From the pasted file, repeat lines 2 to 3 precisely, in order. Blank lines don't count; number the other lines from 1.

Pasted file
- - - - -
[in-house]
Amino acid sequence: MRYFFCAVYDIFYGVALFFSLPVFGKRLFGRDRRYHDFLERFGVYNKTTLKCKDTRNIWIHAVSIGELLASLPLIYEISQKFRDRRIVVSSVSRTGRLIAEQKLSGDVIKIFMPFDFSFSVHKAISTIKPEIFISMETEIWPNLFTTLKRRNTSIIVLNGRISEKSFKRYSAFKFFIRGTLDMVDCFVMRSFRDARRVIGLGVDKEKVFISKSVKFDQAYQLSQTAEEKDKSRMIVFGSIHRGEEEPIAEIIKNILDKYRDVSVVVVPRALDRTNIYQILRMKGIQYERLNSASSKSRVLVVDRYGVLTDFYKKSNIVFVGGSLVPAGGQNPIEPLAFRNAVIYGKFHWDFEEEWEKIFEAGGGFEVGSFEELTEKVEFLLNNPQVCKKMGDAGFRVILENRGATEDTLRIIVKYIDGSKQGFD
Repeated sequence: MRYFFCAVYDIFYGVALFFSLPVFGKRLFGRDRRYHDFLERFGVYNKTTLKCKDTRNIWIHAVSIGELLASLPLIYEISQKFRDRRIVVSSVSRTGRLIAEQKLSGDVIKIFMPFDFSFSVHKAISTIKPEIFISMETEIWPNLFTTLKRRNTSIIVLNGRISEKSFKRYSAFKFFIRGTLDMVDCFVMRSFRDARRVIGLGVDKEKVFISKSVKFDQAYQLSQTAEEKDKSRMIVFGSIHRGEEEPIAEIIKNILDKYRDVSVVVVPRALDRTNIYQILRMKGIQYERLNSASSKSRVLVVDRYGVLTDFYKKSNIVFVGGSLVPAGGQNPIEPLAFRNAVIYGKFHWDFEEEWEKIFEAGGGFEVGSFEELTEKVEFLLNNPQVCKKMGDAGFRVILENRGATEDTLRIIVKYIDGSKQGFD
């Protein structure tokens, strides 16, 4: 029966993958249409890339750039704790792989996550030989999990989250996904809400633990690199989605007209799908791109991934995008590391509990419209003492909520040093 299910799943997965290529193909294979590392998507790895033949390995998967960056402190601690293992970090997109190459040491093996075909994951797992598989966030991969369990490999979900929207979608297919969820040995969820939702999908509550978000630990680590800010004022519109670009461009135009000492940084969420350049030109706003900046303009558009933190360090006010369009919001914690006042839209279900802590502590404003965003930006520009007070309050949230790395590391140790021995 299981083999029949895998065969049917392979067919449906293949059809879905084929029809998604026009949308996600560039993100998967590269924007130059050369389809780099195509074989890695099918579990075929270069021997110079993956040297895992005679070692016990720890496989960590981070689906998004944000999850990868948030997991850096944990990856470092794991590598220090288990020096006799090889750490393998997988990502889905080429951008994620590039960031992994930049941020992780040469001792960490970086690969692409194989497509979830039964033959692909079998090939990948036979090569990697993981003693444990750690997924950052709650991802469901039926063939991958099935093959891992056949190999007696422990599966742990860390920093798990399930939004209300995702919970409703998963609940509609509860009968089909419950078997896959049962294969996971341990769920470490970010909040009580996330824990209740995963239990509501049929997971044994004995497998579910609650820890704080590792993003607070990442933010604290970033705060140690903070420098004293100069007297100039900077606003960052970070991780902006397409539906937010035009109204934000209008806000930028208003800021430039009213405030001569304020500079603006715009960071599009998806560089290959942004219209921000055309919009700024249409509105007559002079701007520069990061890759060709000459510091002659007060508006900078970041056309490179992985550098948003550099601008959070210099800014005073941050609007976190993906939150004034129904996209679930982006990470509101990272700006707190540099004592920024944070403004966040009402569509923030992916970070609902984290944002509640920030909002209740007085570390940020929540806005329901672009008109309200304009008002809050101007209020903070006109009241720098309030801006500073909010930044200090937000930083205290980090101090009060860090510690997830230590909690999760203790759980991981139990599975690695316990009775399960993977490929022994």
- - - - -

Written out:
Amino acid sequence: MRYFFCAVYDIFYGVALFFSLPVFGKRLFGRDRRYHDFLERFGVYNKTTLKCKDTRNIWIHAVSIGELLASLPLIYEISQKFRDRRIVVSSVSRTGRLIAEQKLSGDVIKIFMPFDFSFSVHKAISTIKPEIFISMETEIWPNLFTTLKRRNTSIIVLNGRISEKSFKRYSAFKFFIRGTLDMVDCFVMRSFRDARRVIGLGVDKEKVFISKSVKFDQAYQLSQTAEEKDKSRMIVFGSIHRGEEEPIAEIIKNILDKYRDVSVVVVPRALDRTNIYQILRMKGIQYERLNSASSKSRVLVVDRYGVLTDFYKKSNIVFVGGSLVPAGGQNPIEPLAFRNAVIYGKFHWDFEEEWEKIFEAGGGFEVGSFEELTEKVEFLLNNPQVCKKMGDAGFRVILENRGATEDTLRIIVKYIDGSKQGFD
Repeated sequence: MRYFFCAVYDIFYGVALFFSLPVFGKRLFGRDRRYHDFLERFGVYNKTTLKCKDTRNIWIHAVSIGELLASLPLIYEISQKFRDRRIVVSSVSRTGRLIAEQKLSGDVIKIFMPFDFSFSVHKAISTIKPEIFISMETEIWPNLFTTLKRRNTSIIVLNGRISEKSFKRYSAFKFFIRGTLDMVDCFVMRSFRDARRVIGLGVDKEKVFISKSVKFDQAYQLSQTAEEKDKSRMIVFGSIHRGEEEPIAEIIKNILDKYRDVSVVVVPRALDRTNIYQILRMKGIQYERLNSASSKSRVLVVDRYGVLTDFYKKSNIVFVGGSLVPAGGQNPIEPLAFRNAVIYGKFHWDFEEEWEKIFEAGGGFEVGSFEELTEKVEFLLNNPQVCKKMGDAGFRVILENRGATEDTLRIIVKYIDGSKQGFD